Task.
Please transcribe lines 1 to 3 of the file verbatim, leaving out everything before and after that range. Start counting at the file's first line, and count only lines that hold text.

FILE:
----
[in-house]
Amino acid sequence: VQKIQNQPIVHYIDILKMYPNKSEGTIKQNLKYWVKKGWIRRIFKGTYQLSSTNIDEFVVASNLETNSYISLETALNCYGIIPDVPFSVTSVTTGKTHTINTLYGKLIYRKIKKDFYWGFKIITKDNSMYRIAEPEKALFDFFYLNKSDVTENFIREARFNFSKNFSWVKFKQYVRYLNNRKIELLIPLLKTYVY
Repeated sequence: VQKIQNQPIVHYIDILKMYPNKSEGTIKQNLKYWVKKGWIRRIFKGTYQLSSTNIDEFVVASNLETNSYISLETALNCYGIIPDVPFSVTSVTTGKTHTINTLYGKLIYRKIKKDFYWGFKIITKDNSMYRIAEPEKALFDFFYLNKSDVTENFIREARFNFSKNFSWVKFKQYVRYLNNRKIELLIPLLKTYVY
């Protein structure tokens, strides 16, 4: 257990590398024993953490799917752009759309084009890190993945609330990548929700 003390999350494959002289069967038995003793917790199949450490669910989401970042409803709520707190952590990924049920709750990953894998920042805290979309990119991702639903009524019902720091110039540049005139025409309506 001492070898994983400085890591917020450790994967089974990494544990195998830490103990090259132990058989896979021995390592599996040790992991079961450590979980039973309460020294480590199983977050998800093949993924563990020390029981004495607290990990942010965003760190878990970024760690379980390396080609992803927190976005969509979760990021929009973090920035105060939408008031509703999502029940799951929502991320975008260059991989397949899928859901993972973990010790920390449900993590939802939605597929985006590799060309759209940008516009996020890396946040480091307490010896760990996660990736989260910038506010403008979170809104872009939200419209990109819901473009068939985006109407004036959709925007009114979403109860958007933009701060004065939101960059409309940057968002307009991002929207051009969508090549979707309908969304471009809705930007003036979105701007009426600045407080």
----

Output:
[in-house]
Amino acid sequence: VQKIQNQPIVHYIDILKMYPNKSEGTIKQNLKYWVKKGWIRRIFKGTYQLSSTNIDEFVVASNLETNSYISLETALNCYGIIPDVPFSVTSVTTGKTHTINTLYGKLIYRKIKKDFYWGFKIITKDNSMYRIAEPEKALFDFFYLNKSDVTENFIREARFNFSKNFSWVKFKQYVRYLNNRKIELLIPLLKTYVY
Repeated sequence: VQKIQNQPIVHYIDILKMYPNKSEGTIKQNLKYWVKKGWIRRIFKGTYQLSSTNIDEFVVASNLETNSYISLETALNCYGIIPDVPFSVTSVTTGKTHTINTLYGKLIYRKIKKDFYWGFKIITKDNSMYRIAEPEKALFDFFYLNKSDVTENFIREARFNFSKNFSWVKFKQYVRYLNNRKIELLIPLLKTYVY